Project duration: 2017 10 02 – 2019 10 31
Project leader: dr. Gintarė Pociūtė-Sereikienė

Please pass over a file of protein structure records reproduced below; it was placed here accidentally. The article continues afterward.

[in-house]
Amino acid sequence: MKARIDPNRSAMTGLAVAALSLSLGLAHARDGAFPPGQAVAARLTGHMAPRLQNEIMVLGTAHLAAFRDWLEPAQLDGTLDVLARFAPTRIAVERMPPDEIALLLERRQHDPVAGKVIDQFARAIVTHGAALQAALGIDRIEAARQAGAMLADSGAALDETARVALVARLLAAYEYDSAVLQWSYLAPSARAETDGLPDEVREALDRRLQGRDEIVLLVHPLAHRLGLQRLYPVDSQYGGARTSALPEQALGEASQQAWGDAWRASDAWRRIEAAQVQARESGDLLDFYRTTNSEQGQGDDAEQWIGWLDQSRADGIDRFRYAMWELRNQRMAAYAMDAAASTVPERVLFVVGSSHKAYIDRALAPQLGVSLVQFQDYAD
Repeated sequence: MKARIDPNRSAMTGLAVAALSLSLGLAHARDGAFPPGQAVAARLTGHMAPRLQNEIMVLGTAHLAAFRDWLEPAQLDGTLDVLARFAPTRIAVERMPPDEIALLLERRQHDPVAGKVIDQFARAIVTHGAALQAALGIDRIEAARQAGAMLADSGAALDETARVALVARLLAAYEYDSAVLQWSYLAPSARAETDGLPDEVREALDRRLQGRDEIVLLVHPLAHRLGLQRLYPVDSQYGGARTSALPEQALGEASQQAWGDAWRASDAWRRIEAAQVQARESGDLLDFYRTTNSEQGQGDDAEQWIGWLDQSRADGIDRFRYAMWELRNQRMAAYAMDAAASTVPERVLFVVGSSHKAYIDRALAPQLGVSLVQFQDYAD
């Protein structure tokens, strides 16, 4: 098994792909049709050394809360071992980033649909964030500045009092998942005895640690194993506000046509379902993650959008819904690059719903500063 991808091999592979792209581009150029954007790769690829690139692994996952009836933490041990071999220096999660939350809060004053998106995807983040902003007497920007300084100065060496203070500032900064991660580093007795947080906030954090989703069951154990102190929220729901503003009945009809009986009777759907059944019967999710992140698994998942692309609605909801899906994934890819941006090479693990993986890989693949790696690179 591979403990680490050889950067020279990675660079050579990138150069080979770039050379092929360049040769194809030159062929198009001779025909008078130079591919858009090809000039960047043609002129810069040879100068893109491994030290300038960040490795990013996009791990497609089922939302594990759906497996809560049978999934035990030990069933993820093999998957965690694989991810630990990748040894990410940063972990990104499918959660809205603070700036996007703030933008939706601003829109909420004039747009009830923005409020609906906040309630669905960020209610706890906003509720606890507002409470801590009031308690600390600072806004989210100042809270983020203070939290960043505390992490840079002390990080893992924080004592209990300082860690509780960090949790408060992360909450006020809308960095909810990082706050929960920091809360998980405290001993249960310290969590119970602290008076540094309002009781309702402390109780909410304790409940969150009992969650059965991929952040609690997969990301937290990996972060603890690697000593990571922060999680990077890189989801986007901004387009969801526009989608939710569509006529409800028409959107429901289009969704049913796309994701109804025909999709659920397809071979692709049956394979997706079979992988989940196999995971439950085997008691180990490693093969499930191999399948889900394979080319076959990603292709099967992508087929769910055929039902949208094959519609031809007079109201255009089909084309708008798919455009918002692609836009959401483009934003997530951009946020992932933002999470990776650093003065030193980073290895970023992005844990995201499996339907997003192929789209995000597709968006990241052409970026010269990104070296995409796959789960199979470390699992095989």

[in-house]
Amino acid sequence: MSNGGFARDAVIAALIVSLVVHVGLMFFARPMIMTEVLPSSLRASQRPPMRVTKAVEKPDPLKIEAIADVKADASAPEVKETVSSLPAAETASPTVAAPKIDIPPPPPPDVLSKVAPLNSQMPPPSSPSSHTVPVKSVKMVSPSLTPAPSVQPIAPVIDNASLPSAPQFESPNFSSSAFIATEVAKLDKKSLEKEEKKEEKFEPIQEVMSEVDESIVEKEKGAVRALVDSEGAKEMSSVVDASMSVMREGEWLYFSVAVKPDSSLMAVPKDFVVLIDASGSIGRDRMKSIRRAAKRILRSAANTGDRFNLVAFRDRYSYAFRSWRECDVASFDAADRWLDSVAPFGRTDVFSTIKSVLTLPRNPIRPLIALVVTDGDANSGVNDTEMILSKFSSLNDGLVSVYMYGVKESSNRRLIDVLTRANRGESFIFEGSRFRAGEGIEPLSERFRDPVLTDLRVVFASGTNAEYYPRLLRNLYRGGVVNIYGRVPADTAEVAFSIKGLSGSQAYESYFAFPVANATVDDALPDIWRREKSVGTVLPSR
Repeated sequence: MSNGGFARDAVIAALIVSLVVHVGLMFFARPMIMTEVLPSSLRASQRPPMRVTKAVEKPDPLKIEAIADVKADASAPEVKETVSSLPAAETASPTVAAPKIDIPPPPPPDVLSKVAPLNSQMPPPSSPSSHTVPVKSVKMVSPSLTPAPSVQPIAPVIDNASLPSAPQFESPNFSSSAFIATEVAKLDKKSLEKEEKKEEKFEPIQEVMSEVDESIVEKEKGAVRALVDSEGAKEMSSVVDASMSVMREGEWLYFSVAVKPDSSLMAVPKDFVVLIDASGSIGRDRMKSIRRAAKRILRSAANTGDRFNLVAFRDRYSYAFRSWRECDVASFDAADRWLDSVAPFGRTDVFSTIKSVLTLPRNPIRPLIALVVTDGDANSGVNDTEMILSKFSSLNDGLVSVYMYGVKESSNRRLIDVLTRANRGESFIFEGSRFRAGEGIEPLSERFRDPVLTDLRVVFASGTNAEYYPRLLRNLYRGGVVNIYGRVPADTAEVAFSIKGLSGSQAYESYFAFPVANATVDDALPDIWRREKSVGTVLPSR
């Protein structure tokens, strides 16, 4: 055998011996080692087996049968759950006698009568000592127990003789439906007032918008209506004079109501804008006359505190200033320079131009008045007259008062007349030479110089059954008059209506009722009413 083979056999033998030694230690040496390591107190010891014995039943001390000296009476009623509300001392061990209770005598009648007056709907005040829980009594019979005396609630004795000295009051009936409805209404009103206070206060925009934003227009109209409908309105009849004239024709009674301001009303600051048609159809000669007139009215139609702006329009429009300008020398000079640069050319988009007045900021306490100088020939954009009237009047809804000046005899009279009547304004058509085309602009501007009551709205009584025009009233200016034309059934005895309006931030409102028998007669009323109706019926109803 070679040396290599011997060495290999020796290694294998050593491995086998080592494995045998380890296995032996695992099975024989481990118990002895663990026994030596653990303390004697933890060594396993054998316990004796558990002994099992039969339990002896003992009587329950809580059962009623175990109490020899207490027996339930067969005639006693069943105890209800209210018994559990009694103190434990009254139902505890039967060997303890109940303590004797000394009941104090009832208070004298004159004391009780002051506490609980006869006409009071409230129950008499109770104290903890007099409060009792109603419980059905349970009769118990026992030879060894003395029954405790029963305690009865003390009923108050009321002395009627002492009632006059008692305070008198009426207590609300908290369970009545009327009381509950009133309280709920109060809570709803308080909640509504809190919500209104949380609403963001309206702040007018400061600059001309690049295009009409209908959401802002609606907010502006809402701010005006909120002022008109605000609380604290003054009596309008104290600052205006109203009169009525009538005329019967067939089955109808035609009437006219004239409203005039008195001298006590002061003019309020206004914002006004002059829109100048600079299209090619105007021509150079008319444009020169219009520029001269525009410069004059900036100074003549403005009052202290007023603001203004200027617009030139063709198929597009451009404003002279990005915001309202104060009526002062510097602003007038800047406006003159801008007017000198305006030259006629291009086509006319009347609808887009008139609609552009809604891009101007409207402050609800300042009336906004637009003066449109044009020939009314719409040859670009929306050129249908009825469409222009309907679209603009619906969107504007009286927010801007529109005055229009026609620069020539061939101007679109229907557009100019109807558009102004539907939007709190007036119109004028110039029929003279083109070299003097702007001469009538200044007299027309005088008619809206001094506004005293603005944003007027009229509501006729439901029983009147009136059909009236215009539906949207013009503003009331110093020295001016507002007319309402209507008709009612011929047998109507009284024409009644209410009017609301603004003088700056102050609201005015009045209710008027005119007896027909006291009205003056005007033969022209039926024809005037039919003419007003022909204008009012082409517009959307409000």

This project is dealing with adolescent fertility – social phenomenon that is associated with a number of negative consequences for both the mother and infant. Girls, who have their first child before the age of 20, often drop out of the education system, seldom acquire a secondary or higher education and in consequence are often faced with poor economic situation and poverty, or are involved into the group of families at social risk. Pregnant teenagers are more likely than older women to suffer a miscarriage, experience still birth. Babies of teen mothers have a lower birth weight and a higher morbidity rate than infants of older mothers. Because of these reasons, the analysis of adolescent fertility is important not only demographically, but also from a point of view of public health and social wellbeing. Lithuania is characterized by large regional differentiation of adolescent fertility rate (AFR), therefore, the aim of the project is to explore the spatial differentiation of adolescent fertility in Lithuania, determine individual, family, community-level and regional socio-economic factors associated with it and unravel the role of sex education. Adolescent fertility will be analysed on all levels of sociological analysis: macro, mezzo and micro. Macro analysis will entail cartographical analysis of Lithuanian regions (on the level of wards) by AFR (based on 2001 and 2011 census data) and the study of the relationship between AFR and regional socioeconomic indicators. Mezzo (family, community) level factors will be determined through semi-structured interviews with social workers and schools’ representatives in problem districts. Lastly, individual experiences of teenage childbearing and micro level factors that affect adolescent fertility will be explored with the help of semi-structured interviews with girls who had their child(ren) in adolescence. Results of the project will make a significant contribution to the scientific knowledge of adolescent fertility in Lithuania and will also notably complement the scientific knowledge about determinants of adolescent fertility at international level. On a more practical level the results of the study would serve as a basis for the preparation of social policy recommendations for reducing AFR in the country and managing its regional differentiation.